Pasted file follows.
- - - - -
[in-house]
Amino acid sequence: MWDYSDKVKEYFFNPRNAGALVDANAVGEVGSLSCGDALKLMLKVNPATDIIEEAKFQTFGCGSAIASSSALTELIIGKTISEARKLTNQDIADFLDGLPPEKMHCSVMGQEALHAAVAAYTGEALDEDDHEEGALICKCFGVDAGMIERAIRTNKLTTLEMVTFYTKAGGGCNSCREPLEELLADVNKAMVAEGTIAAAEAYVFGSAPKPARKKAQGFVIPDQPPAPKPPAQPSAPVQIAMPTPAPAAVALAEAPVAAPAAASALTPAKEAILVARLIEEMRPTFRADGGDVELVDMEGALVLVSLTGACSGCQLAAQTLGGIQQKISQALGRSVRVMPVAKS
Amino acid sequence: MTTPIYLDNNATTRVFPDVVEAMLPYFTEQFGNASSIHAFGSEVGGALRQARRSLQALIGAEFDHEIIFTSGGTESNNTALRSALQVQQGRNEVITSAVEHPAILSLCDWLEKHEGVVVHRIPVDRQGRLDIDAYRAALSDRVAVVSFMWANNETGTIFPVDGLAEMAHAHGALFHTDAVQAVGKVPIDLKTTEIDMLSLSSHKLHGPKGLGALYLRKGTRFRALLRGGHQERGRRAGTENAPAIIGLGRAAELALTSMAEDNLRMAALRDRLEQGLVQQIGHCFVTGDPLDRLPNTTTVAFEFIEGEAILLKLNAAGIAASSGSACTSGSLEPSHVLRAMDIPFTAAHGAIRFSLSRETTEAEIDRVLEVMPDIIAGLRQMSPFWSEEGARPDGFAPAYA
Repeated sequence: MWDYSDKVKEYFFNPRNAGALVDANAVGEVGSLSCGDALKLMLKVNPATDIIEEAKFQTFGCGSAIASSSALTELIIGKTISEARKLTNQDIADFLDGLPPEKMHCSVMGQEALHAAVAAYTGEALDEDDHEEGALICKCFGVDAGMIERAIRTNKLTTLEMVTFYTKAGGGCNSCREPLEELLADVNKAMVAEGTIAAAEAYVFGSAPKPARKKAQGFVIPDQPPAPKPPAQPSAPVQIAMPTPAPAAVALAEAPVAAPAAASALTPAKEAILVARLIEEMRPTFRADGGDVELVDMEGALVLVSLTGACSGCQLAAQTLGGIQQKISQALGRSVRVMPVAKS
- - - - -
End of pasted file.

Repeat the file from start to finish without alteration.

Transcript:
[in-house]
Amino acid sequence: MWDYSDKVKEYFFNPRNAGALVDANAVGEVGSLSCGDALKLMLKVNPATDIIEEAKFQTFGCGSAIASSSALTELIIGKTISEARKLTNQDIADFLDGLPPEKMHCSVMGQEALHAAVAAYTGEALDEDDHEEGALICKCFGVDAGMIERAIRTNKLTTLEMVTFYTKAGGGCNSCREPLEELLADVNKAMVAEGTIAAAEAYVFGSAPKPARKKAQGFVIPDQPPAPKPPAQPSAPVQIAMPTPAPAAVALAEAPVAAPAAASALTPAKEAILVARLIEEMRPTFRADGGDVELVDMEGALVLVSLTGACSGCQLAAQTLGGIQQKISQALGRSVRVMPVAKS
Amino acid sequence: MTTPIYLDNNATTRVFPDVVEAMLPYFTEQFGNASSIHAFGSEVGGALRQARRSLQALIGAEFDHEIIFTSGGTESNNTALRSALQVQQGRNEVITSAVEHPAILSLCDWLEKHEGVVVHRIPVDRQGRLDIDAYRAALSDRVAVVSFMWANNETGTIFPVDGLAEMAHAHGALFHTDAVQAVGKVPIDLKTTEIDMLSLSSHKLHGPKGLGALYLRKGTRFRALLRGGHQERGRRAGTENAPAIIGLGRAAELALTSMAEDNLRMAALRDRLEQGLVQQIGHCFVTGDPLDRLPNTTTVAFEFIEGEAILLKLNAAGIAASSGSACTSGSLEPSHVLRAMDIPFTAAHGAIRFSLSRETTEAEIDRVLEVMPDIIAGLRQMSPFWSEEGARPDGFAPAYA
Repeated sequence: MWDYSDKVKEYFFNPRNAGALVDANAVGEVGSLSCGDALKLMLKVNPATDIIEEAKFQTFGCGSAIASSSALTELIIGKTISEARKLTNQDIADFLDGLPPEKMHCSVMGQEALHAAVAAYTGEALDEDDHEEGALICKCFGVDAGMIERAIRTNKLTTLEMVTFYTKAGGGCNSCREPLEELLADVNKAMVAEGTIAAAEAYVFGSAPKPARKKAQGFVIPDQPPAPKPPAQPSAPVQIAMPTPAPAAVALAEAPVAAPAAASALTPAKEAILVARLIEEMRPTFRADGGDVELVDMEGALVLVSLTGACSGCQLAAQTLGGIQQKISQALGRSVRVMPVAKS